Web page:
LOGAN SQUARE — A plan to open a cannabis dispensary in a Logan Square laundromat won key city approval last week over the objections of dozens of neighbors.
The city’s Zoning Board of Appeals on Friday granted World of Weed Inc. a special-use permit to open a dispensary at 3115 W. Armitage Ave., the current home of J&M Laundromat.
Word of Weed Inc. is a West Coast company run by Alden Linn and Gregory Elliott. The company runs a dispensary in Tacoma, Washington, and has been trying to expand to California and Illinois.
World of Weed officials pitched neighbors on the Logan Square project in September, holding two community meetings.
RELATED: World Of Weed Wants To Open Dispensary In Logan Square Laundromat
The company aims to take over half of the 6,200-square-foot laundromat, according to World of Weed’s attorney Andrew Scott. The laundromat’s owner is looking to wind down his business and has leased the space to World of Weed contingent on zoning approval, Scott said.
Credit: Google MapsJ&M Laundromat at 3115 W. Armitage Ave.
Once open, the recreational pot shop will sell a range of cannabis products, including flower, edibles, topicals and oils. The business will have a robust security system required of dispensaries, including cameras and a guard during business hours, company officials said.
The company also plans to make improvements to the grounds, including adding trees and a striped crosswalk, Scott said.
“Bottom line is this is going to be a substantial investment — half a million to $700,000. … It’s really going to improve the appearance of the area,” Scott said.
The project was drawing an even amount of community support and opposition until recently, when the neighbors dropped off a petition signed by 60 nearby residents, said Nicholas Zettel, chief of staff for Ald. Daniel La Spata (1st), whose ward includes the site.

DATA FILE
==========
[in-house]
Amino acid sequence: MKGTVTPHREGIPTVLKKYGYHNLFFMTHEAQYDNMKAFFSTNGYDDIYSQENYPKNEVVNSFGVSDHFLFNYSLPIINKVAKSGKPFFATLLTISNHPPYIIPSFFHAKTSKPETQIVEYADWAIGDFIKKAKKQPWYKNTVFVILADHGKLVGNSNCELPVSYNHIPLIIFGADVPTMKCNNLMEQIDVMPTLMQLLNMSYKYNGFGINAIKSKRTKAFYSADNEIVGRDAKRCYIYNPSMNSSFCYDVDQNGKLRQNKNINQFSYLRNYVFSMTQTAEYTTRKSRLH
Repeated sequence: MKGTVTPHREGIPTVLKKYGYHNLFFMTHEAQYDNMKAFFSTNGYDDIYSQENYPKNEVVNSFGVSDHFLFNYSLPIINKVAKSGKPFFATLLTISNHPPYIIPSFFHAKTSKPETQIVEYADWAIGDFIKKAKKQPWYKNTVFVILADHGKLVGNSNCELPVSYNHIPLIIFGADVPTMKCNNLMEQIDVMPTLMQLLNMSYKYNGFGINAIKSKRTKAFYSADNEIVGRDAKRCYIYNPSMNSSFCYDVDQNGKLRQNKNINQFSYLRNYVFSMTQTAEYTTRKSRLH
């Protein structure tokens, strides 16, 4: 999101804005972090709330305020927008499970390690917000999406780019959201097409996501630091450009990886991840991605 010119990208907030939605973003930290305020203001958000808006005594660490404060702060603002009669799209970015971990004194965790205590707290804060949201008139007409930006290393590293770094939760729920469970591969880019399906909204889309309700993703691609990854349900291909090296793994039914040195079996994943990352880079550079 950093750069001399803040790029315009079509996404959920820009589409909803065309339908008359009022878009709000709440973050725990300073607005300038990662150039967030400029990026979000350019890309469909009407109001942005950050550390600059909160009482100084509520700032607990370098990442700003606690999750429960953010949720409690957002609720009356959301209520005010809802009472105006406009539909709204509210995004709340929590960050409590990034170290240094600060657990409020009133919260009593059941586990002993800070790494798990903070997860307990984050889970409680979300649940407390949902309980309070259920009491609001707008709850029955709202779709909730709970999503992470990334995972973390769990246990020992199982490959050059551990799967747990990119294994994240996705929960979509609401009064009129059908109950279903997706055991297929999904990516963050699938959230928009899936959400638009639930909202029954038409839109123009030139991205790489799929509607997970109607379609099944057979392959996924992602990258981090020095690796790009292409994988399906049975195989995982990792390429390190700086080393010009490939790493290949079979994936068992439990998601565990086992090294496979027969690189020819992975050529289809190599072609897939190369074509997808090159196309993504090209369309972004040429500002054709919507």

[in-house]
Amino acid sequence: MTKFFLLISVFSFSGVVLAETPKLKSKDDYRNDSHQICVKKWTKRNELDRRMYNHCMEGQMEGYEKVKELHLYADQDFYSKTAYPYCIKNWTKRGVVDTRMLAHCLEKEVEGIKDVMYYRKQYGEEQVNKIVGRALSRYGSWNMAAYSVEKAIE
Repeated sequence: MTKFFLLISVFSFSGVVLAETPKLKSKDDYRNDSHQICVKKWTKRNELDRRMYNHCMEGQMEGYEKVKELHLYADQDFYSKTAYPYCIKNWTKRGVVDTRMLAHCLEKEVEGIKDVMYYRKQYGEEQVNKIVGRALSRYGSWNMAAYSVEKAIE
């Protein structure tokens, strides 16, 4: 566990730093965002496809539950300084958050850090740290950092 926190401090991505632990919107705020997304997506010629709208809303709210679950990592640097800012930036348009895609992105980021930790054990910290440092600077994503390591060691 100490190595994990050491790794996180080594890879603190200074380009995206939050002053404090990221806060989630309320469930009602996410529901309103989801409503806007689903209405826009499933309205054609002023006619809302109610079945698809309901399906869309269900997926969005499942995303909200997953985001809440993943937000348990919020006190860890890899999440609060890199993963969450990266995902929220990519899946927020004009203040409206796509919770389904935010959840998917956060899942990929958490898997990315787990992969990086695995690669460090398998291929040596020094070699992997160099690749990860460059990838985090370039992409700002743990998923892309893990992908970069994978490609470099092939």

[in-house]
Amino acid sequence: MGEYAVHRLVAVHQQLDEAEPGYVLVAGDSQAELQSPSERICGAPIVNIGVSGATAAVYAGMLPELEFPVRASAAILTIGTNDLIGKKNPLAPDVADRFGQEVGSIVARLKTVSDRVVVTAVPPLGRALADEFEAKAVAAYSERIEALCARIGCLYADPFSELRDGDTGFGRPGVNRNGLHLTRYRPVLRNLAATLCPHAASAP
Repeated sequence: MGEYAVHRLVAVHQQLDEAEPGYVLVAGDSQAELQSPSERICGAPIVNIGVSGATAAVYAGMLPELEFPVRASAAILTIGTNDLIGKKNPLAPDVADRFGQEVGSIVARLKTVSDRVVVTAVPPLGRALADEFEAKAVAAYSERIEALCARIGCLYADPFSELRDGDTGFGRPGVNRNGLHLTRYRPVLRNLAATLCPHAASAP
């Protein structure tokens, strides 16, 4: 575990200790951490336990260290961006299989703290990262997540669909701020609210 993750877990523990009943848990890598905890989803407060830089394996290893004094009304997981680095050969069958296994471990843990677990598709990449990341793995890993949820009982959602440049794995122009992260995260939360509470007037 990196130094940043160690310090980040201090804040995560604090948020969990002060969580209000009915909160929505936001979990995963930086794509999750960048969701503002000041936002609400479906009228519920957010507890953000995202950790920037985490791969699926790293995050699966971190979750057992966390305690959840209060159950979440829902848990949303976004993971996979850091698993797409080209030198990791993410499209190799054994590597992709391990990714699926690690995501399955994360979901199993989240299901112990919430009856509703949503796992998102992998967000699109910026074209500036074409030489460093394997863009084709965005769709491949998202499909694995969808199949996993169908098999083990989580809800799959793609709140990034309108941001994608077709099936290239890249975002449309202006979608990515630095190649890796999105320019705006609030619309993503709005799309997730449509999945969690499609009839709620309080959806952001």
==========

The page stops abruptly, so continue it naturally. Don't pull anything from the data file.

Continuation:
Two neighbors who strongly oppose the project dominated the two-hour-long Zoning Board of Appeals hearing on Friday.
Longtime neighbor Douglas Raul Williams said he worked with police for years to bring down crime in the area and he’s worried the dispensary will reverse all of the progress that’s been made over the past two decades.
“I’ve owned a building for 20 years. I’ve had my windows broken many times because we were trying to get the gangs and drugs out of the area. That’s not where we’re at right now. Armitage Avenue is a very quiet corridor,” Williams said.
Williams said the restaurants in the area have been “trying to get over the pandemic and catch up” and the dispensary does nothing to help them.
“This is not going to bring more revenue to them, especially when cannabis is so expensive,” he said.
Credit: ZBAAn aerial shot of the proposed dispensary at 3115 W. Armitage Ave.
Lupe Marino, a neighbor for more than 30 years, went door-to-door collecting signatures in opposition of the project. Marino said she’s not against legal cannabis, but she is against the “building being here” and the “opportunity we’ll very well lose.”
“If the realtors who represent the building were maybe doing a better job, they would be trying to cultivate people who maybe have things that we don’t have and desperately need,” Marino said.
“We’re a bit of a food desert, for one thing, but we’re going to have cannabis instead. There’s a humor in that; if you’re a child of the ’60s and ’70s like I am, the one thing that cannabis does is give you the munchies, but here you’re not going to have anywhere to go eat because going to eat at Giant is extremely expensive, and I’m sure they don’t want high people rolling in there,” she added, referring to the high-end restaurant at 3209 W. Armitage Ave.
World of Weed would add another “vice business” to the corner of Kedzie and Armitage avenues, which is already home to a smoke shop and a pawn shop, Marino and Williams said.
The two neighbors also argued the pot shop would lead to an increase in traffic congestion and parking issues that could negatively impact families going to the Women, Infants and Children Center across the street.
Neither concerns shared during the meeting nor those expressed in the petition were enough to derail the project. The city’s Zoning Board of Appeals gave the dispensary a thumbs up after Scott, the company’s attorney, provided a point-by-point rebuttal of the neighbors’ testimony.
On traffic and parking, Scott said: “We’ve got 12 parking spaces, there’s on-street parking. Frankly, the turnover of customers at a dispensary, 12 is more than enough. The site will be well served.
“Mr. Williams mentioned the movement [of drivers], the danger that’s going to create. Truth be told, that’s a condition whether or not we go there, whether or not the laundromat stays there, or some other use comes in.”
Nilda Esparza, executive director of the Logan Square Chamber of Commerce, said while she’s disappointed World of Weed didn’t reach out to the chamber ahead of time, the chamber’s board stands in support of the project.
World of Weed has secured a provisional state license to open the dispensary, Zettel said.
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